3D Printing Challenges The Way We Think About Production

As the mainstream era of 3D printing takes off, discussion centers on recent chatter in the financial sector over the performance of the Big 3 in additive manufacturing.

Earlier this week we ran a video sourced from CNN: 3D Printing is Not a Bubble, which attracted some significant viewership and discussion.

While “bubble” is one of those words with thorny connotations, the discussion centers on recent chatter in the financial sector over the performance of the Big 3 in additive manufacturing: 3D Systems, Stratasys, and voxeljet. Does this technology, which has created a significant buzz based on its potential to disrupt the marketplace, have "bubble" written all over it?

Fears were stoked when 3D Systems cited softer than anticipated demand by consumers. According to Reuters in February, "Citron Research last year accused the chief executive of 3D Systems of exaggerating advances in the technology and contributing to a bubble in shares of companies in the sector.

Citron also questioned voxeljet's first-quarter results, saying the company extended loans to customers to generate sales and avoid posting a loss."

While any company in a burgeoning industry can deal with hits and misses, what these companies have going for them is that the technology itself is a strong hit  and getting stronger. Recent developments  like the lower cost, open source 3D printer capable of creating metal products that came out of Michigan Technological University  mean the business case of 3D printing for manufacturers and distributors only increases. While this work-in-progress is only kicking out sprockets so far, think of what it would mean to MRO to be able to develop in-house replacement parts.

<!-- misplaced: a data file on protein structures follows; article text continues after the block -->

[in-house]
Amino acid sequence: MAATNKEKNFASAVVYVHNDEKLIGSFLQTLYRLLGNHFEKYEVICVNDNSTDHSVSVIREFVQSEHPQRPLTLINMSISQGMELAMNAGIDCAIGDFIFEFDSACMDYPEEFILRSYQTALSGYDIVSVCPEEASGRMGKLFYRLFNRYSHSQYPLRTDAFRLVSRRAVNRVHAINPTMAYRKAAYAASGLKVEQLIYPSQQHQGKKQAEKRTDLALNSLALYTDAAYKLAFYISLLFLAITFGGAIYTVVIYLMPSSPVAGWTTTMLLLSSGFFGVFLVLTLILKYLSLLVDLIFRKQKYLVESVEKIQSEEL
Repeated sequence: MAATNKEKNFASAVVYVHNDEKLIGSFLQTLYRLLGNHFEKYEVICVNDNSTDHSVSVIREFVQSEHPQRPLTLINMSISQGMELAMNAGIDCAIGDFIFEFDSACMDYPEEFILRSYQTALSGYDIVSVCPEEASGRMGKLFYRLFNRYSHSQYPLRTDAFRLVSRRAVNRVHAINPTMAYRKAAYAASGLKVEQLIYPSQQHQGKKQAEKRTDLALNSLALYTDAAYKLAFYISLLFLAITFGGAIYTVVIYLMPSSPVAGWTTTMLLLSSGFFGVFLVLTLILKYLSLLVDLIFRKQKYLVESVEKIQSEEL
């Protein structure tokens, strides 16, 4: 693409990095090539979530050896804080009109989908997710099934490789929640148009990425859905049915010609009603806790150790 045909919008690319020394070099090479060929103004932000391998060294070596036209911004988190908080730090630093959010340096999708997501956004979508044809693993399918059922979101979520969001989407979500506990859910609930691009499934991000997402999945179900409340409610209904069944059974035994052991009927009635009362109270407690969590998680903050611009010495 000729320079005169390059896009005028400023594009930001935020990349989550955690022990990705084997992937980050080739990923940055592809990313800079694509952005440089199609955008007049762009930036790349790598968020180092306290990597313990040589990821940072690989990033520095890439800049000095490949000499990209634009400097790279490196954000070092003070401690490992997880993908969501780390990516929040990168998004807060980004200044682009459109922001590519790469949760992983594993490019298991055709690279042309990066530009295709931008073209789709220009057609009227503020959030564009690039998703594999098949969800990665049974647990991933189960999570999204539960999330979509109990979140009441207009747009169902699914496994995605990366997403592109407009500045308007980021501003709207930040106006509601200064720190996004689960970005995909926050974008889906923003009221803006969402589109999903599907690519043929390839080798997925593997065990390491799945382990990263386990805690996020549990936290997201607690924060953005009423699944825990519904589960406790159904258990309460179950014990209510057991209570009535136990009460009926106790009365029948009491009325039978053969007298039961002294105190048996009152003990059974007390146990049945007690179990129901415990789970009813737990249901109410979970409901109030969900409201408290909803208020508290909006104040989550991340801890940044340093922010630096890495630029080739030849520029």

3D printing still faces some challenges to widespread adoption  most significant of which are the cost of these machines. While B2B applications can typically find a quick ROI, the consumer market will likely continue to lag until prices go down and ease of use improves for the average consumer.

Despite these roadblocks, 3D printing continues to challenge the way we think about production of goods  whether it be in businesses like manufacturing or more DIY applications. Ultimately I think the word “bubble” often gets aligned with value, when in fact we’re looking at two different things here  the technology’s permanence and relevance, versus some hot-and-cold financial performance from the industry tech giants. Whether the “Big 3” succeed or not will not likely prevent this technology from gaining eventual widespread adoption because at this point, 3D printing is much more than the publicly traded entities that provide it visibility. Just how much more, only time will tell.

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